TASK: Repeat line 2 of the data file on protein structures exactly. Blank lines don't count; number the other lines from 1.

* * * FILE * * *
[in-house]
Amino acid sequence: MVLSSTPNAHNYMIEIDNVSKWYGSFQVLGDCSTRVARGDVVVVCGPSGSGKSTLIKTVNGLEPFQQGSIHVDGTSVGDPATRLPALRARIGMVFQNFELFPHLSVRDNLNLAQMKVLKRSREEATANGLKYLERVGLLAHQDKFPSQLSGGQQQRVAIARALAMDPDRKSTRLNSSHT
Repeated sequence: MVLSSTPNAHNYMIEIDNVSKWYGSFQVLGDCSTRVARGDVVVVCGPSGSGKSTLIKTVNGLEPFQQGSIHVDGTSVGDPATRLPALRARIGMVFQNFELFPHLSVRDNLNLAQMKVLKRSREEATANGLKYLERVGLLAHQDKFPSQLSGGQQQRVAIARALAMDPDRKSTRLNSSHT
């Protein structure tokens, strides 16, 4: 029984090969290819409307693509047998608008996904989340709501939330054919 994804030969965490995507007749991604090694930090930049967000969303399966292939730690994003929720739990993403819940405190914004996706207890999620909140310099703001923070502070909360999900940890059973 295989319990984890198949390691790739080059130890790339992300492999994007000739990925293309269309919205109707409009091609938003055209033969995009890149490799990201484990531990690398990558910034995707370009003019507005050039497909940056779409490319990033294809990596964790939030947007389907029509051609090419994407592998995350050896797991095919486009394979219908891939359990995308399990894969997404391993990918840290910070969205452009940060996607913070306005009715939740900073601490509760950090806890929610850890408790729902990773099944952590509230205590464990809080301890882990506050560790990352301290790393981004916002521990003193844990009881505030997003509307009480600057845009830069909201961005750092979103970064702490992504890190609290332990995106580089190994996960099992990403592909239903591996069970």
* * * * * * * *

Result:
Amino acid sequence: MVLSSTPNAHNYMIEIDNVSKWYGSFQVLGDCSTRVARGDVVVVCGPSGSGKSTLIKTVNGLEPFQQGSIHVDGTSVGDPATRLPALRARIGMVFQNFELFPHLSVRDNLNLAQMKVLKRSREEATANGLKYLERVGLLAHQDKFPSQLSGGQQQRVAIARALAMDPDRKSTRLNSSHT